Sunday, 26 April 2009

Mathematical Recreations

One of my main interests for many years has been in mathematical recreations, as will be evidenced by my Mayhematics pages, although I've not done much original work lately. However, I would like to get back to doing some.

Recently I have been receiving emails from various people active in mathematical recreations, who are furthering some of the subjects that have particularly interested me in the past. I give here some links to websites showing their work.

The following are investigating magic knight's tours on three dimensional boards, among much else: Aale de Winkel, Awani Kumar, Harvey Heinz and Francis Gaspalou.

I have also heard from Vaclav Kotesovec who is studying leaper and hopper tours, revisiting work done by myself and T. H. Willcocks in my magazine Chessics as far back as 1976. In particular he has constructed a 64-cell closed grasshopper-over-knight tour. It begins with Grasshopper a1 and Knight f6 and ends with the Grasshopper back at a1 and the Knight at b1.

Tuesday, 21 April 2009

Green Shoots of Spring

Another photo of the tree opposite my front door shows the green shoots of spring appearing at last. There are also road works going on, but these seem to be all year round.

Some of the seagulls are acting crazy, shouting and dancing in the road, but I've not been able to get a photo of them so far. From my windows I also see a lot of pigeons of variegated colours. I put a query about this on the Dawkins Forum. Apparently this is because they are feral pigeons, descended from domesticated pigeons, whose colours have been selected by pigeon breeders.

Monday night I went to the Hastings Writers' Group. It was submission day for a Mystery story of not more than 2000 words. We read extracts from what we had written, up to a cliff-hanging point where others could start to guess what the solution to the mystery would be. My own story was about the missing portraits of Robert Hooke, the 17th century scientist.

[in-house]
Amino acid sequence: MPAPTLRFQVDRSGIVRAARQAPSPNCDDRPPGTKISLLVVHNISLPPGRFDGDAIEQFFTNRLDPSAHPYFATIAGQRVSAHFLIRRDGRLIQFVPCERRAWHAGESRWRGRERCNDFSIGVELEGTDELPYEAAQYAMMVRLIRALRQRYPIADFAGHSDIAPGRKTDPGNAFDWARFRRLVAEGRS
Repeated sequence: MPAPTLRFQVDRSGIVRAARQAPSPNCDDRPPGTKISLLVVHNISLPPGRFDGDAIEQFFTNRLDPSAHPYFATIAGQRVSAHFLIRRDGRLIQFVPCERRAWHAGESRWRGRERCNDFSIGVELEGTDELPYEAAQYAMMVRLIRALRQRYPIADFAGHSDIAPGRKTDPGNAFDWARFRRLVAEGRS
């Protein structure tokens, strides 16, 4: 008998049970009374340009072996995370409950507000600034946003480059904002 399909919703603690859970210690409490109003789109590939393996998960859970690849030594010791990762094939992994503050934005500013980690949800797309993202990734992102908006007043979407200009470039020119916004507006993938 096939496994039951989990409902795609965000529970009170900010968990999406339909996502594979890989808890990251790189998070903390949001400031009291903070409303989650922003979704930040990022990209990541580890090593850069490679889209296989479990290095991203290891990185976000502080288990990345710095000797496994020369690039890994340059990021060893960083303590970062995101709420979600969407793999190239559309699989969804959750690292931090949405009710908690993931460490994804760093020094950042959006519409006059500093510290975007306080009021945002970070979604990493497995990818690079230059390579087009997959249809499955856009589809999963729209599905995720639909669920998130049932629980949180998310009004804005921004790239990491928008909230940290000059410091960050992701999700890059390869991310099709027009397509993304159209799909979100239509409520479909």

Sunday, 19 April 2009

Astronomy Picture of the Day

The Astronomy Picture of the Day site is one I often look at. Here are two recent and two older images that I particularly recall.

Melk Abbey manuscript c.1490 showing the Ptolemaic view of the universe, pre-Copernicus.

M101 pinwheel galaxy everyone's idea of a galaxy.

In the Shadow of Saturn a view of Saturn's rings, looking back towards Earth, which is just a tiny dot.

Cat's eye Nebula like a flower in the sky.

Saturday, 11 April 2009


Tuesday last week (31 March), I took a walk along the front to Bexhill and back. It was a lovely sunny day with a blue sky and calm sea. Unfortunately I forgot to take my camera. It's much as I remember it from ten years ago, though many more rocks have been put in place to keep the sea at bay from the adjacent railway line. If or when the expected sea-level rise occurs, as a result of global warming, the line will be the first thing cut off.

This Easter weekend, as often lately, I have been spending time listening to the countdown of favourite music on Classic FM, and doing the crossword and number puzzles in the Guardian. The Easter crossword puzzle which as usual is by my favourite composer "Araucaria" was really enjoyable, though I had to look in the dictionary a good deal for words I'd never heard of. His clues are always very fair however, if you have the right answer it is always clear that it is the right answer.

I feel rather guilty at times that I ought to be doing more creative things. But with puzzles you always know that there is a solution. Whereas with more recondite problems you can spend hours and days and months and even years and get nowhere. Perhaps I don't have sufficient incentive, such as desire for fame and fortune, or perhaps I'm just lazy. What would incentivise me to get back to serious work I wonder?

Tuesday, 7 April 2009

Kepler's Lenten Pretzel

A 400th Anniversary. One of the figures in the book by Owen Gingerich reviewed last time is Johannes Kepler's diagram, from his Astronomia Nova (1609) which he likened to a "panis quadragesimalis" or Lenten Pretzel. It shows the path, relative to the Earth, taken by the planet Mars during the years 1580 to 1596, based on the observations of the astronomer Tycho Brahe. "Mars repeatedly approaches the Earth, makes a backward loop, only to recede and repeat the process roughly two years later at a spot in the zodiac about fifty degrees to the east of the previous loop. The loops themselves trace round the entire sky in approximately seventeen years during which time Mars itself circumnavigates the sky eight times." Ptolemy and Copernicus (relying on less accurate data) had tried to explain this convoluted orbit as a combination of circular motions in various ways. Kepler resolved the problem by showing that the answer was to use elliptical orbits.